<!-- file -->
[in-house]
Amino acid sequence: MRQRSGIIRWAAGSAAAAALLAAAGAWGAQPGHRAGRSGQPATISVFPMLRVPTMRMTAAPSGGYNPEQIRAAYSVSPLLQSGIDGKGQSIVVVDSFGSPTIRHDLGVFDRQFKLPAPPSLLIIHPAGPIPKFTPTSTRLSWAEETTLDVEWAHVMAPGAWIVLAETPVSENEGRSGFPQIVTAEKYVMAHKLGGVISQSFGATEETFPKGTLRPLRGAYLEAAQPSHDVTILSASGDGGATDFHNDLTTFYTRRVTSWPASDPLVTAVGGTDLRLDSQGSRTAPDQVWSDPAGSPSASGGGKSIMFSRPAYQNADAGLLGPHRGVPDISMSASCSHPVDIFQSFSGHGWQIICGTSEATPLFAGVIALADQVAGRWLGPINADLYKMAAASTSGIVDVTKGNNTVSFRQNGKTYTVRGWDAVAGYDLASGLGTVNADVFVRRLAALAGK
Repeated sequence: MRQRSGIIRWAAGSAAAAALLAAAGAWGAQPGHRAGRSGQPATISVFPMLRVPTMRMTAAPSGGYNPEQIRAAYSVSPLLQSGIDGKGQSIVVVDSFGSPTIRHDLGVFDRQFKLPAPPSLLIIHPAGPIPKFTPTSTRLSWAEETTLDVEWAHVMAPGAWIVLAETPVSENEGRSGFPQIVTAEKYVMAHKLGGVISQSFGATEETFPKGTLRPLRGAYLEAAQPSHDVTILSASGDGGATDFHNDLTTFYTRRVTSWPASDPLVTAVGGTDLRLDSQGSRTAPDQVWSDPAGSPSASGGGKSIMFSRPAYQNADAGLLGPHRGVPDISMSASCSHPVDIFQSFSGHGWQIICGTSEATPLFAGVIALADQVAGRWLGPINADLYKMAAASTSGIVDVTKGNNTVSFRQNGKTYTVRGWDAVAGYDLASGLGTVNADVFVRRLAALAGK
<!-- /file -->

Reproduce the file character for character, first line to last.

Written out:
[in-house]
Amino acid sequence: MRQRSGIIRWAAGSAAAAALLAAAGAWGAQPGHRAGRSGQPATISVFPMLRVPTMRMTAAPSGGYNPEQIRAAYSVSPLLQSGIDGKGQSIVVVDSFGSPTIRHDLGVFDRQFKLPAPPSLLIIHPAGPIPKFTPTSTRLSWAEETTLDVEWAHVMAPGAWIVLAETPVSENEGRSGFPQIVTAEKYVMAHKLGGVISQSFGATEETFPKGTLRPLRGAYLEAAQPSHDVTILSASGDGGATDFHNDLTTFYTRRVTSWPASDPLVTAVGGTDLRLDSQGSRTAPDQVWSDPAGSPSASGGGKSIMFSRPAYQNADAGLLGPHRGVPDISMSASCSHPVDIFQSFSGHGWQIICGTSEATPLFAGVIALADQVAGRWLGPINADLYKMAAASTSGIVDVTKGNNTVSFRQNGKTYTVRGWDAVAGYDLASGLGTVNADVFVRRLAALAGK
Repeated sequence: MRQRSGIIRWAAGSAAAAALLAAAGAWGAQPGHRAGRSGQPATISVFPMLRVPTMRMTAAPSGGYNPEQIRAAYSVSPLLQSGIDGKGQSIVVVDSFGSPTIRHDLGVFDRQFKLPAPPSLLIIHPAGPIPKFTPTSTRLSWAEETTLDVEWAHVMAPGAWIVLAETPVSENEGRSGFPQIVTAEKYVMAHKLGGVISQSFGATEETFPKGTLRPLRGAYLEAAQPSHDVTILSASGDGGATDFHNDLTTFYTRRVTSWPASDPLVTAVGGTDLRLDSQGSRTAPDQVWSDPAGSPSASGGGKSIMFSRPAYQNADAGLLGPHRGVPDISMSASCSHPVDIFQSFSGHGWQIICGTSEATPLFAGVIALADQVAGRWLGPINADLYKMAAASTSGIVDVTKGNNTVSFRQNGKTYTVRGWDAVAGYDLASGLGTVNADVFVRRLAALAGK